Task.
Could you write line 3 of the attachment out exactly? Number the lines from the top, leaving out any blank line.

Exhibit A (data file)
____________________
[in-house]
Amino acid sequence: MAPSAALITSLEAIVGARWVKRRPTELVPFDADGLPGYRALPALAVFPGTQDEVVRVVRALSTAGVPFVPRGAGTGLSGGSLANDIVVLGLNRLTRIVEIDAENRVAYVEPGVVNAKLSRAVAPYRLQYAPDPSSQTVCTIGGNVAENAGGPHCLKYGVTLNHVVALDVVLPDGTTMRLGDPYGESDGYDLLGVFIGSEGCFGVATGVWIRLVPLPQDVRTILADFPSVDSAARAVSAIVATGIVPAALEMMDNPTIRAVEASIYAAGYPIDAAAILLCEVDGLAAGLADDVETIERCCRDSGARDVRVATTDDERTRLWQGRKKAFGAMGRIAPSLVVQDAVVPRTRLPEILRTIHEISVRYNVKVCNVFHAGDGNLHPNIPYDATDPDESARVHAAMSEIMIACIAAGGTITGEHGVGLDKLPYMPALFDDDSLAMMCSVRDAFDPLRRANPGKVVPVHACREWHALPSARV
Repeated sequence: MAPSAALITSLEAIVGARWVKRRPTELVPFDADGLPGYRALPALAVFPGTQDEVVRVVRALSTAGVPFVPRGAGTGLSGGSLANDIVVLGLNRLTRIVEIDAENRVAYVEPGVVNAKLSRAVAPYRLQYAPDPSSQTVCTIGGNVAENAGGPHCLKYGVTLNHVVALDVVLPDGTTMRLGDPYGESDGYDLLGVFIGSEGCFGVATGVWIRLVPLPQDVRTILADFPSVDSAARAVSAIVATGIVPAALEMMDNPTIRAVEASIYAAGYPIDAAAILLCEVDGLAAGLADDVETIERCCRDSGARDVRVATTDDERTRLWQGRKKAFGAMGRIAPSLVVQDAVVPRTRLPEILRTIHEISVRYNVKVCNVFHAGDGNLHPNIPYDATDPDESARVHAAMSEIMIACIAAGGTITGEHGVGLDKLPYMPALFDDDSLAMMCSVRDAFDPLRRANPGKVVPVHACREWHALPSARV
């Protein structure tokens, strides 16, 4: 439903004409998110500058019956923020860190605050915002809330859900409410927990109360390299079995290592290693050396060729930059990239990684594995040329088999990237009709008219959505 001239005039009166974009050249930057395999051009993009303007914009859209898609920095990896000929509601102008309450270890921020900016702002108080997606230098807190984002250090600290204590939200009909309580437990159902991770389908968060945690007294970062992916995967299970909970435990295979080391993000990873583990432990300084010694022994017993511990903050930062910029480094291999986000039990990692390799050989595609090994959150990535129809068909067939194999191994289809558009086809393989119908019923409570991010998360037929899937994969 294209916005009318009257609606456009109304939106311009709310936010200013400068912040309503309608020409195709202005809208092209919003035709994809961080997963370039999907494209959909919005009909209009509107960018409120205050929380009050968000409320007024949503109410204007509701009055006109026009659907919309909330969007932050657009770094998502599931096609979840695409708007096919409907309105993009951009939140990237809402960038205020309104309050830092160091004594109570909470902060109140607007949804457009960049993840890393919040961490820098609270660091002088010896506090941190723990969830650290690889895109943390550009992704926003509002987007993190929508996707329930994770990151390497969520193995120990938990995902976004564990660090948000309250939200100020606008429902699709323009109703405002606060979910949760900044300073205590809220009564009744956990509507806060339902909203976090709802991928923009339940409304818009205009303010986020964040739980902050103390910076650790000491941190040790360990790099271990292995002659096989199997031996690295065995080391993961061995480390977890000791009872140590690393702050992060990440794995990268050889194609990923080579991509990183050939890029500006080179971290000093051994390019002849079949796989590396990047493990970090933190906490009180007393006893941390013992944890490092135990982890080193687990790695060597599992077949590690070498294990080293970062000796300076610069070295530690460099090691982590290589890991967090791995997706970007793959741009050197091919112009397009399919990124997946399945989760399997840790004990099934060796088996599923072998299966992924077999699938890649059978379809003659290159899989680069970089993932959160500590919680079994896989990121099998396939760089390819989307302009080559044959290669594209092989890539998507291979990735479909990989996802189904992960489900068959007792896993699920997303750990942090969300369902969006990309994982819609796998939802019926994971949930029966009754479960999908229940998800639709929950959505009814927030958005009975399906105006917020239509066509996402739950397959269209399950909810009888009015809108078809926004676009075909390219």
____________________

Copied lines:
Repeated sequence: MAPSAALITSLEAIVGARWVKRRPTELVPFDADGLPGYRALPALAVFPGTQDEVVRVVRALSTAGVPFVPRGAGTGLSGGSLANDIVVLGLNRLTRIVEIDAENRVAYVEPGVVNAKLSRAVAPYRLQYAPDPSSQTVCTIGGNVAENAGGPHCLKYGVTLNHVVALDVVLPDGTTMRLGDPYGESDGYDLLGVFIGSEGCFGVATGVWIRLVPLPQDVRTILADFPSVDSAARAVSAIVATGIVPAALEMMDNPTIRAVEASIYAAGYPIDAAAILLCEVDGLAAGLADDVETIERCCRDSGARDVRVATTDDERTRLWQGRKKAFGAMGRIAPSLVVQDAVVPRTRLPEILRTIHEISVRYNVKVCNVFHAGDGNLHPNIPYDATDPDESARVHAAMSEIMIACIAAGGTITGEHGVGLDKLPYMPALFDDDSLAMMCSVRDAFDPLRRANPGKVVPVHACREWHALPSARV